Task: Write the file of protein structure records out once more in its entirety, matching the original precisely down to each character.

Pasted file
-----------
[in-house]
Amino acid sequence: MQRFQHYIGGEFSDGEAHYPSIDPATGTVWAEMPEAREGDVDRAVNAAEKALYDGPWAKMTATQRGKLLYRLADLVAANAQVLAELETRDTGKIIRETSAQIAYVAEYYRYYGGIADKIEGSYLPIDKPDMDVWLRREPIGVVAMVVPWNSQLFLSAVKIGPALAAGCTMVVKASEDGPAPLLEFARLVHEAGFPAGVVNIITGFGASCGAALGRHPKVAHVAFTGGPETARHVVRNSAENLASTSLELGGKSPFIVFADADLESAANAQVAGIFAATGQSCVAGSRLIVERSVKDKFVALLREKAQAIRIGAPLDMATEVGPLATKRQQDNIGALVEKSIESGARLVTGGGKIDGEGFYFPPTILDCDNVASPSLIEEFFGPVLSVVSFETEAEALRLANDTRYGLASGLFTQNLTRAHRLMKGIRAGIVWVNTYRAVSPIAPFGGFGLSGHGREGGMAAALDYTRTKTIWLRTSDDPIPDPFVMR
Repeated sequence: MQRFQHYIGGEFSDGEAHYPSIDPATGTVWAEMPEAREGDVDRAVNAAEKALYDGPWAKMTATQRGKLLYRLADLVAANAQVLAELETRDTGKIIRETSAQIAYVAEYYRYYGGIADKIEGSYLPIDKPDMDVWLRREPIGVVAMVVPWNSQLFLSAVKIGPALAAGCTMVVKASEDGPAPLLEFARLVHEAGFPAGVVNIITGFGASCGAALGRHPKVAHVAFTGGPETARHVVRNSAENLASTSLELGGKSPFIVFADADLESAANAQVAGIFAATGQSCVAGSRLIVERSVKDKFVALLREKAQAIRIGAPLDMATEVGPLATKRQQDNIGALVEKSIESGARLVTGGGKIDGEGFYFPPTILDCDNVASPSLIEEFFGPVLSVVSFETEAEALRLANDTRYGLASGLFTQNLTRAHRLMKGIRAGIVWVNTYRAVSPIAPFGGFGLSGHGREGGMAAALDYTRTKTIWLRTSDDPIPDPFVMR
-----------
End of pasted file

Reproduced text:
[in-house]
Amino acid sequence: MQRFQHYIGGEFSDGEAHYPSIDPATGTVWAEMPEAREGDVDRAVNAAEKALYDGPWAKMTATQRGKLLYRLADLVAANAQVLAELETRDTGKIIRETSAQIAYVAEYYRYYGGIADKIEGSYLPIDKPDMDVWLRREPIGVVAMVVPWNSQLFLSAVKIGPALAAGCTMVVKASEDGPAPLLEFARLVHEAGFPAGVVNIITGFGASCGAALGRHPKVAHVAFTGGPETARHVVRNSAENLASTSLELGGKSPFIVFADADLESAANAQVAGIFAATGQSCVAGSRLIVERSVKDKFVALLREKAQAIRIGAPLDMATEVGPLATKRQQDNIGALVEKSIESGARLVTGGGKIDGEGFYFPPTILDCDNVASPSLIEEFFGPVLSVVSFETEAEALRLANDTRYGLASGLFTQNLTRAHRLMKGIRAGIVWVNTYRAVSPIAPFGGFGLSGHGREGGMAAALDYTRTKTIWLRTSDDPIPDPFVMR
Repeated sequence: MQRFQHYIGGEFSDGEAHYPSIDPATGTVWAEMPEAREGDVDRAVNAAEKALYDGPWAKMTATQRGKLLYRLADLVAANAQVLAELETRDTGKIIRETSAQIAYVAEYYRYYGGIADKIEGSYLPIDKPDMDVWLRREPIGVVAMVVPWNSQLFLSAVKIGPALAAGCTMVVKASEDGPAPLLEFARLVHEAGFPAGVVNIITGFGASCGAALGRHPKVAHVAFTGGPETARHVVRNSAENLASTSLELGGKSPFIVFADADLESAANAQVAGIFAATGQSCVAGSRLIVERSVKDKFVALLREKAQAIRIGAPLDMATEVGPLATKRQQDNIGALVEKSIESGARLVTGGGKIDGEGFYFPPTILDCDNVASPSLIEEFFGPVLSVVSFETEAEALRLANDTRYGLASGLFTQNLTRAHRLMKGIRAGIVWVNTYRAVSPIAPFGGFGLSGHGREGGMAAALDYTRTKTIWLRTSDDPIPDPFVMR